Since it used to be that George W. Bush was President, but now Barack Obama’s president, and Bush was a Republican but Obama’s a Democrat, it seems that the new lazy cliché is to hold that everything is just the opposite of what it once was. Thus Matt Bai writes:
Such an acknowledgment of common purpose has all but vanished, as the realignment in American politics — a hardening of regional loyalties that began with battles over civil rights and Vietnam — deepened the cultural divisions in Washington. Each party has demonized the other and embraced the notion that dissent can have no moral or intellectual value.
Really? Brendan Nyhan calls this a “classic case of false equivalence” and says “some Democrats have certainly criticized or undermined dissent, I’m not aware of any evidence comparable to the pattern of vicious attacks on dissent by Republicans between the 9/11 terrorist attacks and the end of George W. Bush’s time in office.”
I would distinguish between the “demonization” issue and “the notion that dissent can have no moral or intellectual value” issue. On demonization, sure, if it’s a day that ends in “y” people are demonizing their political adversaries. But there was a specific “wartime” contention being put forward during the Bush years which held that strongly-worded political criticism of the Bush administration was, as such, undermining American national security. I genuinely don’t think anyone’s made an equivalent claim. Indeed, all the most prominent progressive voices I’m familiar with have themselves engaged in fairly strong criticism of the Obama administration’s approach to some issues. This reflects an important and somewhat enduring difference between the political parties. The Republicans are much more reliably conservative than the Democrats are progressive.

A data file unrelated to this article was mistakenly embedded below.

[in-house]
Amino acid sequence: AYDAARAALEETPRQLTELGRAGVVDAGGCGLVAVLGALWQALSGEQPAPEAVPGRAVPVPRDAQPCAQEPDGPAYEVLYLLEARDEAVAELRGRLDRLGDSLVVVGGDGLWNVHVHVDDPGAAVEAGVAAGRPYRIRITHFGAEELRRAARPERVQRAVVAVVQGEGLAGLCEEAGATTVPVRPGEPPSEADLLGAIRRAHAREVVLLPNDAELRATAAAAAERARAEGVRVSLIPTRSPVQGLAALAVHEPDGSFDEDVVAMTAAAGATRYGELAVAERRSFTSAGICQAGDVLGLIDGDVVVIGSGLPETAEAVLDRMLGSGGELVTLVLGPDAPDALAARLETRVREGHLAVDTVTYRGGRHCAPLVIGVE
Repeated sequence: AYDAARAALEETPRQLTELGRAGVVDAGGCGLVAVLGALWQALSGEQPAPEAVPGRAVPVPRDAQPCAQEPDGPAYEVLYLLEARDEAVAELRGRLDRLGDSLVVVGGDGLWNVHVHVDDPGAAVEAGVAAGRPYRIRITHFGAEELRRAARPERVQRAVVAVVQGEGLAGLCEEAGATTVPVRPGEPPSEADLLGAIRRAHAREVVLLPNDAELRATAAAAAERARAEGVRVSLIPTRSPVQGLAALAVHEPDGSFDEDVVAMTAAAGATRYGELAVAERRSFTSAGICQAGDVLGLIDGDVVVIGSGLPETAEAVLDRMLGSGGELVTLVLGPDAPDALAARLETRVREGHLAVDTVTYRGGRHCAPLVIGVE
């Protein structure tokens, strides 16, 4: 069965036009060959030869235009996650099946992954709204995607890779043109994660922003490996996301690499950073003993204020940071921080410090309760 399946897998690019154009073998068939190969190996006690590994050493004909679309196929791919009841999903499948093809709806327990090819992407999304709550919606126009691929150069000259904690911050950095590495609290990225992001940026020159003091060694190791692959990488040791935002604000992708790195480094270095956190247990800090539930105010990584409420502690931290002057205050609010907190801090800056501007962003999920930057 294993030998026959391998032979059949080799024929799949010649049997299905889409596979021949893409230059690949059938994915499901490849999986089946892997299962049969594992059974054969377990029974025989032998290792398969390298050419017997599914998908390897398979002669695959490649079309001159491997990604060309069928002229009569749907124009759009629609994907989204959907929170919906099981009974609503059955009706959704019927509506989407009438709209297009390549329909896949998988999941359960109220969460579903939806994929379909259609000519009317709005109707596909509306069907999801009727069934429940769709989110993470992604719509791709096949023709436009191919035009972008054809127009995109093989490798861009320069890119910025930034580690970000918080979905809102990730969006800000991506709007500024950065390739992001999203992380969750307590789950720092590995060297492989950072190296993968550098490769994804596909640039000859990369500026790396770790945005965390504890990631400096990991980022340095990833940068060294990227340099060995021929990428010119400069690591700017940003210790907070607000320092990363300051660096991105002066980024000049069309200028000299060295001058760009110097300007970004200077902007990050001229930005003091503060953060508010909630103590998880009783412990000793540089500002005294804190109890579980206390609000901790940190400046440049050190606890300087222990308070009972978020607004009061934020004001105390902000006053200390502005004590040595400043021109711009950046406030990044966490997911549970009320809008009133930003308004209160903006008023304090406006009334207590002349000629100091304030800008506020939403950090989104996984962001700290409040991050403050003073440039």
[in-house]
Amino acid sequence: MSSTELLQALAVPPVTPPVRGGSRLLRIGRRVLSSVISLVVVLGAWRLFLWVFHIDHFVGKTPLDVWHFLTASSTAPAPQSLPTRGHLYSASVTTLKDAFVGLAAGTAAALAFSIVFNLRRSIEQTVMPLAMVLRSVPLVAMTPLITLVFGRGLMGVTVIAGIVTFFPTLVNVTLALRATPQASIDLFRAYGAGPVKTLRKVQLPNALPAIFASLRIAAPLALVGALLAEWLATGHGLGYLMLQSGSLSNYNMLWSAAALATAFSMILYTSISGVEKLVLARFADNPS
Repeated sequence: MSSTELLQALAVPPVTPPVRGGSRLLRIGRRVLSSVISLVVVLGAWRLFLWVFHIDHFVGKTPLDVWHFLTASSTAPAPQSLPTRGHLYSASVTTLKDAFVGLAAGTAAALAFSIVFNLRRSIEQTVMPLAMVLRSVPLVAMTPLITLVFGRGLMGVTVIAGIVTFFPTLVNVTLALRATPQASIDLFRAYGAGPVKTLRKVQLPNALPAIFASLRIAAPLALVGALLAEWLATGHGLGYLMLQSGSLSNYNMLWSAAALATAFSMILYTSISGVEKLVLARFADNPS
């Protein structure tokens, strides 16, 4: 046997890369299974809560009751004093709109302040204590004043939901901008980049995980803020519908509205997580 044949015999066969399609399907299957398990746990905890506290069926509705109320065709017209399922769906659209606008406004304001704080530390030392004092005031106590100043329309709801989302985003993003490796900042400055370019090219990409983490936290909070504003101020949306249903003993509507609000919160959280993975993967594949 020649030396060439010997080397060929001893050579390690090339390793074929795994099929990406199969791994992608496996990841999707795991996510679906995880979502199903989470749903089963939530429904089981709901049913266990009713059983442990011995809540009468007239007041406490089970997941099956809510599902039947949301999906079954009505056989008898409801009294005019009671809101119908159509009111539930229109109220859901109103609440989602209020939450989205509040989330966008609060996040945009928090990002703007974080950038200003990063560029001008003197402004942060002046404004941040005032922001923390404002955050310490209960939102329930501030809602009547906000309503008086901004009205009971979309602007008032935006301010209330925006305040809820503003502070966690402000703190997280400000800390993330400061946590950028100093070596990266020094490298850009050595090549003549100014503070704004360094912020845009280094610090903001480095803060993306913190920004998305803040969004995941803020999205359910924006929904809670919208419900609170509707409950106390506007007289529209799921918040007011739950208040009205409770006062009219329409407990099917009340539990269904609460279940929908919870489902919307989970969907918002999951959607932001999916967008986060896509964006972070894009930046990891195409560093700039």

You can’t understand contemporary politics if you don’t understand that.